Tuesday, 25 March 2014

A Classic Bodge for Classic Car and Stromberg Hassle

When I bought the Dolomite last autumn I realised I'd probably need a new exhaust before the MOT. The previous owner had welded a patch on the tailpipe silencer and also covered the downpipe in exhaust heat wrap. I knew this was probably to hold it together more than deflect the heat as I could see the parts that weren't wrapped were pretty "crusty". Anyway as expected the exhaust has failed before the MOT, it actually started blowing on the way back from the Club Triumph Dinner a few days ago.

I removed the exhaust wrap around the blow and sure enough there was a bodged welded repair from the previous owner that hadn't survived.

Leaky welded repair from the previous owner

Dolomite 1500 exhausts are no longer available in mild steel so I investigated a stainless replacement system. There only seem to be two suppliers, either Rimmer Brothers or the Triumph Dolomite Club. The Club only sell exhaust systems to members but needless to say that even with the membership it was still going to work out cheaper than Rimmers!

Quality Baked Bean Can and Jubilee clip repair

So I've ended up joining yet another Triumph Club and the system was ordered. Only problem is they are made to order and there is a 3 - 4 week leadtime. So it was time to use that classic 70s exhaust bodge courtesy of Heinz. A Baked Bean can was cut up and a tin wrap held in place over the leaky area using jubilee clips with a generous coating of exhaust putty underneath. It's only got to last about 3 weeks so it should be a good enough quality bodge!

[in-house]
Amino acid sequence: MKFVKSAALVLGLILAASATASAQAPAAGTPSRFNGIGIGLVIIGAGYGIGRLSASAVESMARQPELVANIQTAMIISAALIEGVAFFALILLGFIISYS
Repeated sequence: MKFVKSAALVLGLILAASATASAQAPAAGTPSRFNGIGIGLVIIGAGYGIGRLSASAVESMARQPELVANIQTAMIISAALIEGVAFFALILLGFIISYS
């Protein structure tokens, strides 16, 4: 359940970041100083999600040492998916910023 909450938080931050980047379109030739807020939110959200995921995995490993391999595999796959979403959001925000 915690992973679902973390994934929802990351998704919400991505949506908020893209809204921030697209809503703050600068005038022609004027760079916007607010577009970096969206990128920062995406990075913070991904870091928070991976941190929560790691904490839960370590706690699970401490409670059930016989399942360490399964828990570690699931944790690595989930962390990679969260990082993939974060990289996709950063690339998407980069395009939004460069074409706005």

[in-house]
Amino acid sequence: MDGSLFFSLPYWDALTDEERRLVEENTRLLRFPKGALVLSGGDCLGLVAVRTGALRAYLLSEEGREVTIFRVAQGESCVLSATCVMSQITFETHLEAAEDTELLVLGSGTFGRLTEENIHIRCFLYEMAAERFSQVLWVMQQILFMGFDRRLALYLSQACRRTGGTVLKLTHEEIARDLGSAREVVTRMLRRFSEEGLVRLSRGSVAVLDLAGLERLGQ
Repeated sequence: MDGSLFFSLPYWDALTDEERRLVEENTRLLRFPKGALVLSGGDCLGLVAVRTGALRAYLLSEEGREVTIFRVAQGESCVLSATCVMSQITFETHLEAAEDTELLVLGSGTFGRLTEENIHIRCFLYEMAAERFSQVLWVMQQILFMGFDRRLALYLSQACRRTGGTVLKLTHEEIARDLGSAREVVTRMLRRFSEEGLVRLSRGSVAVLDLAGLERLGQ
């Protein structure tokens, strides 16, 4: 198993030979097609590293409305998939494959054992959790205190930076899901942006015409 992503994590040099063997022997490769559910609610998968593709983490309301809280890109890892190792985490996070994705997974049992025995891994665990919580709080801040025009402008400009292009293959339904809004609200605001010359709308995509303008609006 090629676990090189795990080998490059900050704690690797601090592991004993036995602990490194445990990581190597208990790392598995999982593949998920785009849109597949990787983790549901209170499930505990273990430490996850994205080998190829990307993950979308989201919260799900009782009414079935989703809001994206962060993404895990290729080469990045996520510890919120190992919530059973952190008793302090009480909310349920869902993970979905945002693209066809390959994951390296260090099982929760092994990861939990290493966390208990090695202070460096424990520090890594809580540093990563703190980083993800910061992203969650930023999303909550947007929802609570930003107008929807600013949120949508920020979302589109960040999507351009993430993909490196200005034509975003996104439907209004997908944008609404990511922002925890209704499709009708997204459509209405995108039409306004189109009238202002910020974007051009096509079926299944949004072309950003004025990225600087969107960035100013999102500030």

I had an issue with the GT6 over the weekend, it's been running a bit weak at revs lately so I decided to tune the carbs. However the needle adjuster (hex socket) screw inside the dashpot on the front carb has seized. The carb was also running a bit weak so I tried to force the adjustment and I used too  and my brute force rounded off the hex socket within the screw.

I thought I had a big problem at first as I thought you needed to undo the screw to remove the needle and get it out to replace it. However I found a website with an alternative method of drifting the needle assembly up and out of the dashpot top in the event of a rounded off screw socket. The screws are only made of brass so the steel hex adjustment key makes mincemeat of it if it seizes up.

Anyway new parts to repair now ordered from Canleys. The car still starts and runs it just won't rev cleanly so I'll fix it when I get a chance.

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